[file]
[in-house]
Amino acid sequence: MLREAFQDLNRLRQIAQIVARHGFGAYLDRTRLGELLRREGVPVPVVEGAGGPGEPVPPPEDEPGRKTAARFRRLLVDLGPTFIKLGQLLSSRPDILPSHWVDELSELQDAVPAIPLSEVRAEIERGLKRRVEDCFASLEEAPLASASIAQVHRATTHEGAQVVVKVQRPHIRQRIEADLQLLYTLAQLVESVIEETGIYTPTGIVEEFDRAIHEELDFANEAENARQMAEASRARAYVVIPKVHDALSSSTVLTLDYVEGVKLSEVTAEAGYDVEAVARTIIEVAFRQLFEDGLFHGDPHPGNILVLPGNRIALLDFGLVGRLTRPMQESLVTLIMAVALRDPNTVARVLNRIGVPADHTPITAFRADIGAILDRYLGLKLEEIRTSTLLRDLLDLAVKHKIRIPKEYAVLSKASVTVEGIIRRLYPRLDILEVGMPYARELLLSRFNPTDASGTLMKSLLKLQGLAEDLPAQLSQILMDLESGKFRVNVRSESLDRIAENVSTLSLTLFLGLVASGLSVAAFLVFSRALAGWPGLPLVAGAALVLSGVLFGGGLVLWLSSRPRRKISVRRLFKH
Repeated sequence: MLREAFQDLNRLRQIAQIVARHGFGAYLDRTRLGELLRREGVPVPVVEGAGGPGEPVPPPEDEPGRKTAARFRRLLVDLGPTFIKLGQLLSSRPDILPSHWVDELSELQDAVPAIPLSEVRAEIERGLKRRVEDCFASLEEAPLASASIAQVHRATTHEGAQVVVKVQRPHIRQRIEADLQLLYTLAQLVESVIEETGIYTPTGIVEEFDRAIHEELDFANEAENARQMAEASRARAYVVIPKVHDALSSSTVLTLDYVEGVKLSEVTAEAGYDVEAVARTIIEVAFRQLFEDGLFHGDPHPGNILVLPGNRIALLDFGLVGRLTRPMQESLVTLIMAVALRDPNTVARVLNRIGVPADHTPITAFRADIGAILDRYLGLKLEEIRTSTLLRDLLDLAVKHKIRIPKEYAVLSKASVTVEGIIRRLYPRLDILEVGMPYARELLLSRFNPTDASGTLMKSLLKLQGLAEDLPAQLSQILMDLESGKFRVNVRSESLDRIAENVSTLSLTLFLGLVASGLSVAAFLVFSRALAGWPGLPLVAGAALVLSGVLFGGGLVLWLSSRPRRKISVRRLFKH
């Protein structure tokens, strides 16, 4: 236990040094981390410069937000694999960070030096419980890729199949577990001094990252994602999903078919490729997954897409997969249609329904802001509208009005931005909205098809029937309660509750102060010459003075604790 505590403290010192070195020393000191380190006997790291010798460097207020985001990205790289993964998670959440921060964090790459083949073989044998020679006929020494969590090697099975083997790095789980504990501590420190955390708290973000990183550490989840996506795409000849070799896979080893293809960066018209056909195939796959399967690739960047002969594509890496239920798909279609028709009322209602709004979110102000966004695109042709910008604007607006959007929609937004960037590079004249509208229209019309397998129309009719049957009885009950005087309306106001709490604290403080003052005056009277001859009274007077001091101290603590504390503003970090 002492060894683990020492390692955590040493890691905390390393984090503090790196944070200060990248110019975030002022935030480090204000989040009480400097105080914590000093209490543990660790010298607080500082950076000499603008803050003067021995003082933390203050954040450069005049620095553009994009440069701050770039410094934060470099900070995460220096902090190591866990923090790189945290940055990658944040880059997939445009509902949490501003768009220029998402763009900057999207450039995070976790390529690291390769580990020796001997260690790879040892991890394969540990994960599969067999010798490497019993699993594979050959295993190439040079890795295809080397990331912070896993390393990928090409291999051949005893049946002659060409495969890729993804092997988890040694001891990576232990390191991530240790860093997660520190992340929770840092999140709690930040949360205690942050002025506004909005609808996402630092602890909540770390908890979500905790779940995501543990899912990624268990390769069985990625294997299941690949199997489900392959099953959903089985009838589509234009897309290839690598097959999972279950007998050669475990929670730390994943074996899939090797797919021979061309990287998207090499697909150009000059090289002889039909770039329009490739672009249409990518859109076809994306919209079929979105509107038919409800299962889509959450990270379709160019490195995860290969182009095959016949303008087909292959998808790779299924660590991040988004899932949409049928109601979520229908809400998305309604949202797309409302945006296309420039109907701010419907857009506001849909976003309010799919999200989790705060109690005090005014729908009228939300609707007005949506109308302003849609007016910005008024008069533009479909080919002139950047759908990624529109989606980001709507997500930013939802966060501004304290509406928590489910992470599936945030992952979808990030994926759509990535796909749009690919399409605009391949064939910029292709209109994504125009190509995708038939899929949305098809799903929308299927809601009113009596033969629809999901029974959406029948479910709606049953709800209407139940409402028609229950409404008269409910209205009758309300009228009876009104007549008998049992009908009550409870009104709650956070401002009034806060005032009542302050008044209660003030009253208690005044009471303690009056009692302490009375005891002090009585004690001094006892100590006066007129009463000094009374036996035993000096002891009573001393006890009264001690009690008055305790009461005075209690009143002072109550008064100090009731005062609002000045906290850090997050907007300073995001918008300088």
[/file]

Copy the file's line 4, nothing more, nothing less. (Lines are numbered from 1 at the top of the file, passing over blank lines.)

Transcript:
């Protein structure tokens, strides 16, 4: 236990040094981390410069937000694999960070030096419980890729199949577990001094990252994602999903078919490729997954897409997969249609329904802001509208009005931005909205098809029937309660509750102060010459003075604790 505590403290010192070195020393000191380190006997790291010798460097207020985001990205790289993964998670959440921060964090790459083949073989044998020679006929020494969590090697099975083997790095789980504990501590420190955390708290973000990183550490989840996506795409000849070799896979080893293809960066018209056909195939796959399967690739960047002969594509890496239920798909279609028709009322209602709004979110102000966004695109042709910008604007607006959007929609937004960037590079004249509208229209019309397998129309009719049957009885009950005087309306106001709490604290403080003052005056009277001859009274007077001091101290603590504390503003970090 002492060894683990020492390692955590040493890691905390390393984090503090790196944070200060990248110019975030002022935030480090204000989040009480400097105080914590000093209490543990660790010298607080500082950076000499603008803050003067021995003082933390203050954040450069005049620095553009994009440069701050770039410094934060470099900070995460220096902090190591866990923090790189945290940055990658944040880059997939445009509902949490501003768009220029998402763009900057999207450039995070976790390529690291390769580990020796001997260690790879040892991890394969540990994960599969067999010798490497019993699993594979050959295993190439040079890795295809080397990331912070896993390393990928090409291999051949005893049946002659060409495969890729993804092997988890040694001891990576232990390191991530240790860093997660520190992340929770840092999140709690930040949360205690942050002025506004909005609808996402630092602890909540770390908890979500905790779940995501543990899912990624268990390769069985990625294997299941690949199997489900392959099953959903089985009838589509234009897309290839690598097959999972279950007998050669475990929670730390994943074996899939090797797919021979061309990287998207090499697909150009000059090289002889039909770039329009490739672009249409990518859109076809994306919209079929979105509107038919409800299962889509959450990270379709160019490195995860290969182009095959016949303008087909292959998808790779299924660590991040988004899932949409049928109601979520229908809400998305309604949202797309409302945006296309420039109907701010419907857009506001849909976003309010799919999200989790705060109690005090005014729908009228939300609707007005949506109308302003849609007016910005008024008069533009479909080919002139950047759908990624529109989606980001709507997500930013939802966060501004304290509406928590489910992470599936945030992952979808990030994926759509990535796909749009690919399409605009391949064939910029292709209109994504125009190509995708038939899929949305098809799903929308299927809601009113009596033969629809999901029974959406029948479910709606049953709800209407139940409402028609229950409404008269409910209205009758309300009228009876009104007549008998049992009908009550409870009104709650956070401002009034806060005032009542302050008044209660003030009253208690005044009471303690009056009692302490009375005891002090009585004690001094006892100590006066007129009463000094009374036996035993000096002891009573001393006890009264001690009690008055305790009461005075209690009143002072109550008064100090009731005062609002000045906290850090997050907007300073995001918008300088």